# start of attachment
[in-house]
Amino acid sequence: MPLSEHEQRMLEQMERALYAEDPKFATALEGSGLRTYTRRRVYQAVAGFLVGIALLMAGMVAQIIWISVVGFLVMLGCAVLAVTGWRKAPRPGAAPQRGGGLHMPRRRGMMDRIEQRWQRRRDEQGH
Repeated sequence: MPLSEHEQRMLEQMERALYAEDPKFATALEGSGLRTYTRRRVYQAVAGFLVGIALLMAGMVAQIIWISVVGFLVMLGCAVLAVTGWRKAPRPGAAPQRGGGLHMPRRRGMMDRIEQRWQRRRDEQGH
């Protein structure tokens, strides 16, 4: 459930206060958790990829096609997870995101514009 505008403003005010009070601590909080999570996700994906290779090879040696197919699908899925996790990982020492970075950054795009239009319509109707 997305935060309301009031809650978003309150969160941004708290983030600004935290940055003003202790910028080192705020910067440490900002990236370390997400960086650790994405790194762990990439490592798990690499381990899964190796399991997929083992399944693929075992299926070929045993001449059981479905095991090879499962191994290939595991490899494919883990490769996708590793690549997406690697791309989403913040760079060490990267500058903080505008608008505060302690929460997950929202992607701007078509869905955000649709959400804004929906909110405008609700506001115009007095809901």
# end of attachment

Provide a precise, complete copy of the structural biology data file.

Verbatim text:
[in-house]
Amino acid sequence: MPLSEHEQRMLEQMERALYAEDPKFATALEGSGLRTYTRRRVYQAVAGFLVGIALLMAGMVAQIIWISVVGFLVMLGCAVLAVTGWRKAPRPGAAPQRGGGLHMPRRRGMMDRIEQRWQRRRDEQGH
Repeated sequence: MPLSEHEQRMLEQMERALYAEDPKFATALEGSGLRTYTRRRVYQAVAGFLVGIALLMAGMVAQIIWISVVGFLVMLGCAVLAVTGWRKAPRPGAAPQRGGGLHMPRRRGMMDRIEQRWQRRRDEQGH
């Protein structure tokens, strides 16, 4: 459930206060958790990829096609997870995101514009 505008403003005010009070601590909080999570996700994906290779090879040696197919699908899925996790990982020492970075950054795009239009319509109707 997305935060309301009031809650978003309150969160941004708290983030600004935290940055003003202790910028080192705020910067440490900002990236370390997400960086650790994405790194762990990439490592798990690499381990899964190796399991997929083992399944693929075992299926070929045993001449059981479905095991090879499962191994290939595991490899494919883990490769996708590793690549997406690697791309989403913040760079060490990267500058903080505008608008505060302690929460997950929202992607701007078509869905955000649709959400804004929906909110405008609700506001115009007095809901």